Dr. Jefferson is fascinated by how the brain works. The assistant professor of biology came to Fort Valley State University after training in biotechnology, molecular genetics, biochemistry, biomedical science, and neuroscience at Rochester Institute of Technology and Georgia State University, earning a Ph.D. at Morehouse School of Medicine and completing post-doctorate work at Emory University. She also has industry experience, having worked as a staff scientist for Proctor and Gamble and Schering-Plough, but wanted to have a faster and more a direct impact. She noticed an underrepresentation of certain minority groups working in science and decided to influence the next generation. She came to FVSU because of its reputation as both a research powerhouse and a teaching institution, two passions extremely important to her. She particularly enjoys the collaboration, not only with fellow instructors and researchers, but with students as well.
Her research focuses largely on neuroscience, neurotechnology, and neuroengineering. She has emerged as a leader in the exploration of cognitive decline and performance, particularly in how sleep deprivation can lead to health challenges like Alzheimer’s Disease and dementia and contribute to the buildup of toxins in the brain. She wants to increase understanding of how appropriate amounts of sleep can improve critical human functions like memory and learning. Her research digs deeply into the subject, down to the cellular and genetic level. She recently received funding to study how technology can be used to aid families caring for people with cognitive deterioration and reduce stress and negative effects on the health of those providing assistance. Through this project, biomedical sciences researchers like Jefferson will collaborate with others who have additional expertise, like mathematicians, engineers, and nurses. She is also helping to organize an international conference to share information related to the science of the brain.
“I always wanted to be a scientist because I wanted to create tools for eliminating human health diseases,” said Jefferson.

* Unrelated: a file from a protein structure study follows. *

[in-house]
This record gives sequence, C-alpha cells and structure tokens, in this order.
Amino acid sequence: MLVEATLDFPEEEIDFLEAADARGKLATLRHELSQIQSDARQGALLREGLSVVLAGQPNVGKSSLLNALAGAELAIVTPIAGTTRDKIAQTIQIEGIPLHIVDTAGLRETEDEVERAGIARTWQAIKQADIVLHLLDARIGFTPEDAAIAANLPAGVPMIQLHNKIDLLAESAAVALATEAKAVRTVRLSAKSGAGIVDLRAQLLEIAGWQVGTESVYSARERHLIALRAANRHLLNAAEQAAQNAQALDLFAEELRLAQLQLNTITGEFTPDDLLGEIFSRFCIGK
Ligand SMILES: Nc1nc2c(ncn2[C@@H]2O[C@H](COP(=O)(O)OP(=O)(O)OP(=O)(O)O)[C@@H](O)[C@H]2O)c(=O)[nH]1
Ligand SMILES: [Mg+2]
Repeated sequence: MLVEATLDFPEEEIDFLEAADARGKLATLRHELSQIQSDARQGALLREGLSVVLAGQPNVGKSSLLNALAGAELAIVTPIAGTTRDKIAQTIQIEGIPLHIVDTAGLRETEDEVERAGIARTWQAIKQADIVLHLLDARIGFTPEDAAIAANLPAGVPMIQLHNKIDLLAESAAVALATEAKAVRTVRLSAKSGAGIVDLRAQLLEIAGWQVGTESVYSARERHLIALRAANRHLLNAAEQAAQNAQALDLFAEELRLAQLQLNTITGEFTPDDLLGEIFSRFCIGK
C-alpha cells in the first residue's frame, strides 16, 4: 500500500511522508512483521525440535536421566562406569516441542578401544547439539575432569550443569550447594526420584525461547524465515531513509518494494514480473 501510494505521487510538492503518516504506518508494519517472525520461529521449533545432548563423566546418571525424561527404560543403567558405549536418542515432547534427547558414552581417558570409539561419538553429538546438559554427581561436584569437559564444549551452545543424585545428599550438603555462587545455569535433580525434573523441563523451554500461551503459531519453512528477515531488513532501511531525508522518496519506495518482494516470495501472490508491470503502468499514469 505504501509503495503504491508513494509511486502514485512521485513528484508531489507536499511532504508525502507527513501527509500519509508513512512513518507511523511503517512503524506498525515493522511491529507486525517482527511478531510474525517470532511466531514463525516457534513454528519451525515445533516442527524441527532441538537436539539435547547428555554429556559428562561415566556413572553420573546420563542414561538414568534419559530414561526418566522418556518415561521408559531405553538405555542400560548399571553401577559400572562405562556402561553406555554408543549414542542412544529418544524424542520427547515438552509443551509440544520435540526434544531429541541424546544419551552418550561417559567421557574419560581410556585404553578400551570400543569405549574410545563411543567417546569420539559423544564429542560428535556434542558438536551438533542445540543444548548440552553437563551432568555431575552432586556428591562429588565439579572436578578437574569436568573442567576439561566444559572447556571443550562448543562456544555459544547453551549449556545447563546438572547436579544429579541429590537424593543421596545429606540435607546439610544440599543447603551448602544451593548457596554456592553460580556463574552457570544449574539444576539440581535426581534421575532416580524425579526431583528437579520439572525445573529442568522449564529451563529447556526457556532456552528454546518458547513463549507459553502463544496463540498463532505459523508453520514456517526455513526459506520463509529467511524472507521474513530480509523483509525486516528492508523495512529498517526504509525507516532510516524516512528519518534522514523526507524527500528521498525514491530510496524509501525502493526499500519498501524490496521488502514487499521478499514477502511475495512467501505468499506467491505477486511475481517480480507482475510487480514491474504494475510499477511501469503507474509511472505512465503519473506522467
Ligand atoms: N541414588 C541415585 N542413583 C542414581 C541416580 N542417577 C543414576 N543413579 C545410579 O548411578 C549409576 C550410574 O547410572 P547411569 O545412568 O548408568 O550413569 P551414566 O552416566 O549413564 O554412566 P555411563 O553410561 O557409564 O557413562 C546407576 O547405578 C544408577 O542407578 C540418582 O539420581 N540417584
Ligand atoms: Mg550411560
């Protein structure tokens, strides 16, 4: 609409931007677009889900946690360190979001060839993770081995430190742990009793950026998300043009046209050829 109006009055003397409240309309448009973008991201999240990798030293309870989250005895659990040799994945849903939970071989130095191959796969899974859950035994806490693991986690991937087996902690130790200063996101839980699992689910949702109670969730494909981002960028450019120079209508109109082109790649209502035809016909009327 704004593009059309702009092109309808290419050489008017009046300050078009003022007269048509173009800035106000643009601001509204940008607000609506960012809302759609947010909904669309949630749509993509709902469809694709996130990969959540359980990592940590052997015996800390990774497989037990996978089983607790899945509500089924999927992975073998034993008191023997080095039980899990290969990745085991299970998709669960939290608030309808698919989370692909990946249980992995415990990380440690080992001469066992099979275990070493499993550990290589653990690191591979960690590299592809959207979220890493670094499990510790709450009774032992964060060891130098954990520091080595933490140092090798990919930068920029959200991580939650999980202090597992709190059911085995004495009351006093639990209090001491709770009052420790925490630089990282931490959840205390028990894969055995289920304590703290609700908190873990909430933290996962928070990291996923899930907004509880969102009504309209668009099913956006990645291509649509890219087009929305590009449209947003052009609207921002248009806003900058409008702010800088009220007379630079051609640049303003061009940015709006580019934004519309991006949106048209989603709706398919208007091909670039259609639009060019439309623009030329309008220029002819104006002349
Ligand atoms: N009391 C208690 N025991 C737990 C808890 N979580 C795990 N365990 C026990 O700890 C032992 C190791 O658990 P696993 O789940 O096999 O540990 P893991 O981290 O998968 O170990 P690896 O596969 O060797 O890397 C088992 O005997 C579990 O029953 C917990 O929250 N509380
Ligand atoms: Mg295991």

Beyond the raw science, Jefferson is also working hard to increase the number of women and minorities who enter into science and research fields. She is partnering with faculty in other departments to explore multiple ways to increase student participation in research. In many of her students, she sees a lot of herself. Jefferson’s parents didn’t attend college, but always promoted education. She became a professor in part to help potentially overlooked students begin to believe in their own potential for discovery.
“I thought, I can definitely help introduce people to scientific research,” she said, reasoning that if students could see an African-American woman like her excelling in the field, they would be more likely to believe that they could do it too.
She loves to learn, and admits that her students laugh at her excitement over the latest scientific research. She firmly believes that the hands-on experience of research can greatly improve a student’s academic achievement, even for a moderate performer— putting theory in context, exposing them to different career paths, and helping them develop skills like attention to detail, note-taking and documentation, project and time management, experimentation, and independent thinking. These are skills, she believes, which are critical to success not only in science, but in other areas as well.
She works closely with students not only in the lab, but also in applying for graduate research fellowships, publishing papers, attending conferences, resume development, interviewing skills, obtaining internships, and building their professional networks. She wants her students to be able to choose from a wide array of opportunities when they graduate, from work in industry to government employment in agencies like the Centers for Disease Control and Prevention to being accepted to graduate school.
“We are want our students to have options, so that when they leave Fort Valley State University they are all well prepared and employers say, ‘please send more Fort Valley State University students our way,’” she said.